The irony hangs heavy over this one. “Hope I die before I get old” is a catchphrase that’s stuck with The Who like a misguided tattoo. It’s dumb line; no one honestly wants to die before they get old. It could only have been written by the very young and very defiant. Keith Moon, of course, did die young, but that doesn’t mean he succeeded where the others failed. The others, meanwhile have lived to see the generational divide so aptly illustrated in forced banter of Dick Smothers turn itself around. The guys who sang My Generation as ringleaders in a tide-turning, world-changing counter-cultural revolution are now the olds, the entrenched, the holders of the status quo, just waiting to be overturned in their turn. It is, as Elton John sang, the circle of life.

Magic Bus

Like many of The Who’s songs, this one provokes deep thought. It’s a pretty simple song, at first glance straightforward. But every time I hear it, I wonder. As you may have noticed, the narrator offers to purchase the ‘magic bus’ that takes him to his baby’s house. Now, if he can afford to buy a bus, why doesn’t he have a car? If he has that much dough, he shouldn’t be riding around on public transportation in the first place. And why is he so emotionally attached to the method of transportation anyway? Is he projecting his feelings onto inanimate objects because he has difficulty expressing them in the normal way? Or maybe there’s a deeper meaning to it. Maybe ‘bus’ is some kind of code word for, like, drugs or something? Like he wants to buy the drugs that take him to his happy place, right. Or, wait, wait, wait, maybe it’s all a big metaphor! Maybe the girlfriend’s house is like heaven or the afterlife or something, and the bus is like the journey through life that takes us there and the purchase is an attempt at controlling the direction of the path of life. Wow, man, that’s so deep!

Long Live Rock

The fear that rock might be dead has plagued rock since the day rock was born. It cycles around every few years, the question “What if rock really is dead this time?” I think it become a debate every time a demographic has to face that it – and the artists it admires – has aged out of the zeitgeist. It’s really about the existentialism of fans facing their own mortality. The Who articulated it in 1974, when they themselves had to see their generation crest the hill of relevance and start going down the other side. Rock, of course, is never dead. It evolves and changes faces, and sometimes it may seem dead, but it’s just resting. Rock was far from being dead in 1974. ’74 was a great year for music, but it may not have looked like all that to fans who were becoming middle aged and finding themselves no longer fully in tune with the scene. The same question is being asked today, as 90’s kids goggle at the inexplicable wonders of EDM, and 2000’s indie hipsters mourn the decline of emo. Is rock dead now? It may be in a resting phase. I feel that there’s a lot of good music being made, and many young stars are on the verge of being minted, but nothing truly iconoclastic has yet emerged in this still-young decade. Inevitably, though, it will, and when it does the question will be not whether or not rock is dead or revived, but will I have the presence of mind to recognize it as living.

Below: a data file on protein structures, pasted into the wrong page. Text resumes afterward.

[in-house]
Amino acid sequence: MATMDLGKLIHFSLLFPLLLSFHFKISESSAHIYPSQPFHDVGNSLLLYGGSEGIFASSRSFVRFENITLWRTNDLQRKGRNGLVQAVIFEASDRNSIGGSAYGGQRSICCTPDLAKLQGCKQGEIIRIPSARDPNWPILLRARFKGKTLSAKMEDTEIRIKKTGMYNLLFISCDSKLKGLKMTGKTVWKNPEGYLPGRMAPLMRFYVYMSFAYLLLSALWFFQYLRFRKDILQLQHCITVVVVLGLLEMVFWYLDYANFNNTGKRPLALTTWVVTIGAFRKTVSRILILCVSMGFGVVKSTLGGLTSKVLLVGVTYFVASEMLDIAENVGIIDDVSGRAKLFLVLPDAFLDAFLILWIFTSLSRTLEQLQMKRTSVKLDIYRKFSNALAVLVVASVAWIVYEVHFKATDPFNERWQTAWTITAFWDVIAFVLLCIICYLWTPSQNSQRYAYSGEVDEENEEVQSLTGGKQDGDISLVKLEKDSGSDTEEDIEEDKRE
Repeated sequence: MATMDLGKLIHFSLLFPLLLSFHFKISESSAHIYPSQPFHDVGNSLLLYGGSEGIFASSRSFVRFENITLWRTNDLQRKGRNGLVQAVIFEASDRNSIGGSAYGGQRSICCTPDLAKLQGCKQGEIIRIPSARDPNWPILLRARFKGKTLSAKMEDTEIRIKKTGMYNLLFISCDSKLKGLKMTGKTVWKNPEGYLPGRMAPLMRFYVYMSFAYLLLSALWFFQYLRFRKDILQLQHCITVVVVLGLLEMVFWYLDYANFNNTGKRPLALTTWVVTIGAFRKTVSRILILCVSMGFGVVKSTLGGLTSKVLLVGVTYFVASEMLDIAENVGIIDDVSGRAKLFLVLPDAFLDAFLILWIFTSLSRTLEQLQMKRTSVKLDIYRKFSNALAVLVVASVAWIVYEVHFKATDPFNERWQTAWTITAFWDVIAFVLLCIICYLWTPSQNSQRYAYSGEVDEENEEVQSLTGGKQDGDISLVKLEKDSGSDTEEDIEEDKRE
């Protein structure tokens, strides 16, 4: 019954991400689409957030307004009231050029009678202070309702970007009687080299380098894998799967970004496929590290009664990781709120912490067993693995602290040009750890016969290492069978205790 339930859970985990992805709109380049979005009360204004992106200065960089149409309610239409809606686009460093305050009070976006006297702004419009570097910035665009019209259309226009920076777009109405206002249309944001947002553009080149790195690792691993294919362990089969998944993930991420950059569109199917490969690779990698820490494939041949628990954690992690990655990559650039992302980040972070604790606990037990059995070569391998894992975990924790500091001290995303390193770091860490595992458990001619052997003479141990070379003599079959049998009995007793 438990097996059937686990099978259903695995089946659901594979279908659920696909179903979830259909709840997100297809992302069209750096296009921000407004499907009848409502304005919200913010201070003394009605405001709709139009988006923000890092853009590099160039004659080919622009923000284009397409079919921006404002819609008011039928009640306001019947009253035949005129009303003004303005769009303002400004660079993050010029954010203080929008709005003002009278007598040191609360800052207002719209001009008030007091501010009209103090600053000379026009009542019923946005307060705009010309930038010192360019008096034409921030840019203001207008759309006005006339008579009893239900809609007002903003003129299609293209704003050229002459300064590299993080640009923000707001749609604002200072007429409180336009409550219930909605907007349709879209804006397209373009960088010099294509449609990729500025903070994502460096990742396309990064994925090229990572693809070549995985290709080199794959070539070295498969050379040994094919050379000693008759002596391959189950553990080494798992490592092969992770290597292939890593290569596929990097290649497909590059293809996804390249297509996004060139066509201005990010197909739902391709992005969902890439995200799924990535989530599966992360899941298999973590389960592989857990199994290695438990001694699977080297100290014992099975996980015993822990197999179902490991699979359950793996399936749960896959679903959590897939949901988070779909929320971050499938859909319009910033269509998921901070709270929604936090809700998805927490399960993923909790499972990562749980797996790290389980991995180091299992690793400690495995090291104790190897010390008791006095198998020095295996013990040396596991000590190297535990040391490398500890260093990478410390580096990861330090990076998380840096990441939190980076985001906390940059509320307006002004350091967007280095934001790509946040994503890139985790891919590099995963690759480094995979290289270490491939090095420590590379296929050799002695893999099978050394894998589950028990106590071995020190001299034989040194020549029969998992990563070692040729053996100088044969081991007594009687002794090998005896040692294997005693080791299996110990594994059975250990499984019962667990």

The Kids Are Alright